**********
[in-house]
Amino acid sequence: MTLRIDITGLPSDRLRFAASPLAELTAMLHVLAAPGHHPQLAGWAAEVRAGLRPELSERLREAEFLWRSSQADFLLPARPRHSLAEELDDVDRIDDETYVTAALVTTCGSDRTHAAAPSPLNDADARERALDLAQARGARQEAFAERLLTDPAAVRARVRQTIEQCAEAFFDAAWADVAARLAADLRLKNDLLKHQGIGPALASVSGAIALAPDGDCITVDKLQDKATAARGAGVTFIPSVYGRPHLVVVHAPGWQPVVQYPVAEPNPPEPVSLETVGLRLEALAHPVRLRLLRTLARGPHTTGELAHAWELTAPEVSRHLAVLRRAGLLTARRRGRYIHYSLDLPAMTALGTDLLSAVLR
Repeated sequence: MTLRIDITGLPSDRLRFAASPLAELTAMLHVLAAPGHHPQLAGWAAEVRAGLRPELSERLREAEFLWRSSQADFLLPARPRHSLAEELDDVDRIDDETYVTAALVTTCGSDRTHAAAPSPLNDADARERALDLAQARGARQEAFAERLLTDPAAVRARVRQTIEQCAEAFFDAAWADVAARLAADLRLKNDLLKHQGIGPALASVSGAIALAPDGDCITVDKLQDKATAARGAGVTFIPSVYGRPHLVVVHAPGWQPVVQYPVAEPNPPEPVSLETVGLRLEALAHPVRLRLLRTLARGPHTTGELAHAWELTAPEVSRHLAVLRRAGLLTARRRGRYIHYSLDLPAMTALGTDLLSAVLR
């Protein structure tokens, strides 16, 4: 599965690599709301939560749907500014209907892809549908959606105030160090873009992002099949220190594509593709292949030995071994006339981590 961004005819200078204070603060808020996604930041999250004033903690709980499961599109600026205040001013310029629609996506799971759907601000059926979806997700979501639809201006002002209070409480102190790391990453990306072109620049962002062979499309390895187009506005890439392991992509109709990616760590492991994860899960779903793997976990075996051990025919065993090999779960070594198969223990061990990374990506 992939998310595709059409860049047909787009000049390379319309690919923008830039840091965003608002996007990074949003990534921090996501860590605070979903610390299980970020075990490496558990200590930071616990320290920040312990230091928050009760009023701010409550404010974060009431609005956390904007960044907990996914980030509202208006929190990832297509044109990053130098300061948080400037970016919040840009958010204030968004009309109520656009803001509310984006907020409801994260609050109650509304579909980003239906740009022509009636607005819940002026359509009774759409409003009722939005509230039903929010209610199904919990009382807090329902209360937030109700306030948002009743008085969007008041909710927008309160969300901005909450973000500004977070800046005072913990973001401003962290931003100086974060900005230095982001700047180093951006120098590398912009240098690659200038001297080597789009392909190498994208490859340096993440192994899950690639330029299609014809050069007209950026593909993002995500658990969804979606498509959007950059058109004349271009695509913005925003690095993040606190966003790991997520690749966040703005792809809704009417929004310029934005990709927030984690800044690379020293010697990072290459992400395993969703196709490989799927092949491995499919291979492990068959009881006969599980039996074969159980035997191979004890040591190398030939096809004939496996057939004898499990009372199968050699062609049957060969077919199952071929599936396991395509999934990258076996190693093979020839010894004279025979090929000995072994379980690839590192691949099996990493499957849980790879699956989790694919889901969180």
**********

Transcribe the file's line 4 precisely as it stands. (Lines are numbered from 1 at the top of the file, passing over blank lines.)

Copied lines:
């Protein structure tokens, strides 16, 4: 599965690599709301939560749907500014209907892809549908959606105030160090873009992002099949220190594509593709292949030995071994006339981590 961004005819200078204070603060808020996604930041999250004033903690709980499961599109600026205040001013310029629609996506799971759907601000059926979806997700979501639809201006002002209070409480102190790391990453990306072109620049962002062979499309390895187009506005890439392991992509109709990616760590492991994860899960779903793997976990075996051990025919065993090999779960070594198969223990061990990374990506 992939998310595709059409860049047909787009000049390379319309690919923008830039840091965003608002996007990074949003990534921090996501860590605070979903610390299980970020075990490496558990200590930071616990320290920040312990230091928050009760009023701010409550404010974060009431609005956390904007960044907990996914980030509202208006929190990832297509044109990053130098300061948080400037970016919040840009958010204030968004009309109520656009803001509310984006907020409801994260609050109650509304579909980003239906740009022509009636607005819940002026359509009774759409409003009722939005509230039903929010209610199904919990009382807090329902209360937030109700306030948002009743008085969007008041909710927008309160969300901005909450973000500004977070800046005072913990973001401003962290931003100086974060900005230095982001700047180093951006120098590398912009240098690659200038001297080597789009392909190498994208490859340096993440192994899950690639330029299609014809050069007209950026593909993002995500658990969804979606498509959007950059058109004349271009695509913005925003690095993040606190966003790991997520690749966040703005792809809704009417929004310029934005990709927030984690800044690379020293010697990072290459992400395993969703196709490989799927092949491995499919291979492990068959009881006969599980039996074969159980035997191979004890040591190398030939096809004939496996057939004898499990009372199968050699062609049957060969077919199952071929599936396991395509999934990258076996190693093979020839010894004279025979090929000995072994379980690839590192691949099996990493499957849980790879699956989790694919889901969180």